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Pablo Martinez Monsivais / AP

New York federal prosecutors have subpoenaed Kushner Cos., the New York property development business owned by Jared Kushner's family, per the Wall Street Journal reports.

This is over a New Jersey development financed in part by a visa program. The company had solicited Chinese investment, saying up to 300 individuals who invested half a million dollars each into the project would be eligible for green cards through the EB-5 visa program.

Kushner Cos. general counsel, Emily Wolf, said the company "did nothing improper" and is cooperating with legal requests for information.

Jared Kushner resigned from his role in the business before joining his father-in-law's administration, but he reported receiving between $1-5 million in capital gains from the development in question. His White House role was mentioned in advertising pitches, but the family denies that it was using his position to draw investment.

Go deeper

Updated 2 hours ago - World

Mexican President López Obrador tests positive for coronavirus

Mexico's President Andrés Manuel López Obrador during a press conference at National Palace in Mexico City, Mexico, on Wednesday. Photo: Ismael Rosas/Eyepix Group/Barcroft Media via Getty Images

Mexican President Andrés Manuel López Obrador announced Sunday evening that he's tested positive for COVID-19.

Driving the news: López Obrador tweeted that he has mild symptoms and is receiving medical treatment. "As always, I am optimistic," he added. "We will all move forward."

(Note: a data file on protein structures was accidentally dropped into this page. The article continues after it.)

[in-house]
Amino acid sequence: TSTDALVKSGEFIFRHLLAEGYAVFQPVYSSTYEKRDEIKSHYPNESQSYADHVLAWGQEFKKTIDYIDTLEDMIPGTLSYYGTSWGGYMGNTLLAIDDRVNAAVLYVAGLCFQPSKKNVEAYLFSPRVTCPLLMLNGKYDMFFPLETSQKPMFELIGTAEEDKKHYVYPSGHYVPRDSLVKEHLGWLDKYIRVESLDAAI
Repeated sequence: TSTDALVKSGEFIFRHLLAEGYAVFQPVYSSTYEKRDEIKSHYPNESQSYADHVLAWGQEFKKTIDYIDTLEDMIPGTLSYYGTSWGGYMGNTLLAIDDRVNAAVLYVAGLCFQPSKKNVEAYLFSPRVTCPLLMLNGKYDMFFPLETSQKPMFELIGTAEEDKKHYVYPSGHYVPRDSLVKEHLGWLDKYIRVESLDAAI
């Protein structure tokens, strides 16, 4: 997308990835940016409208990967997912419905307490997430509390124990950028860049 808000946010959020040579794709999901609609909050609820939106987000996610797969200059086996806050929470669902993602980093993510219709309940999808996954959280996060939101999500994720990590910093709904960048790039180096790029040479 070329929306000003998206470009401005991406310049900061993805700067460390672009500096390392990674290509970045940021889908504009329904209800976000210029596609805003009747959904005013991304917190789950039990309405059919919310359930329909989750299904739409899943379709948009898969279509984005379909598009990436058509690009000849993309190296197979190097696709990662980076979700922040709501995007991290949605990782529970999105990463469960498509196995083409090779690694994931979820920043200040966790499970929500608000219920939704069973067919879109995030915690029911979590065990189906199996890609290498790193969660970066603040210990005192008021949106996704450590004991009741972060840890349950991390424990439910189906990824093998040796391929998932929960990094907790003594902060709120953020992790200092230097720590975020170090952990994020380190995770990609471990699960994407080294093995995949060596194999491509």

3 hours ago - Politics & Policy

Sarah Huckabee Sanders to run for governor of Arkansas

Sarah Huckabee Sanders at FOX News' studios in New York City in 2019. Photo: Steven Ferdman/Getty Images

Former White House press secretary Sarah Huckabee Sanders will announce Monday that she's running for governor of Arkansas.

The big picture: Sanders was touted as a contender after it was announced she was leaving the Trump administration in June 2019. Then-President Trump tweeted he hoped she would run for governor, adding "she would be fantastic." Sanders is "seen as leader in the polls" in the Republican state, notes the Washington Post's Josh Dawsey, who first reported the news.

Coronavirus has inflamed global inequality

Illustration: Aïda Amer/Axios

History will likely remember the pandemic as the "first time since records began that inequality rose in virtually every country on earth at the same time." That's the verdict from Oxfam's inequality report covering the year 2020 — a terrible year that hit the poorest, hardest across the planet.

Why it matters: The world's poorest were already in a race against time, facing down an existential risk in the form of global climate change. The coronavirus pandemic could set global poverty reduction back as much as a full decade, according to the World Bank.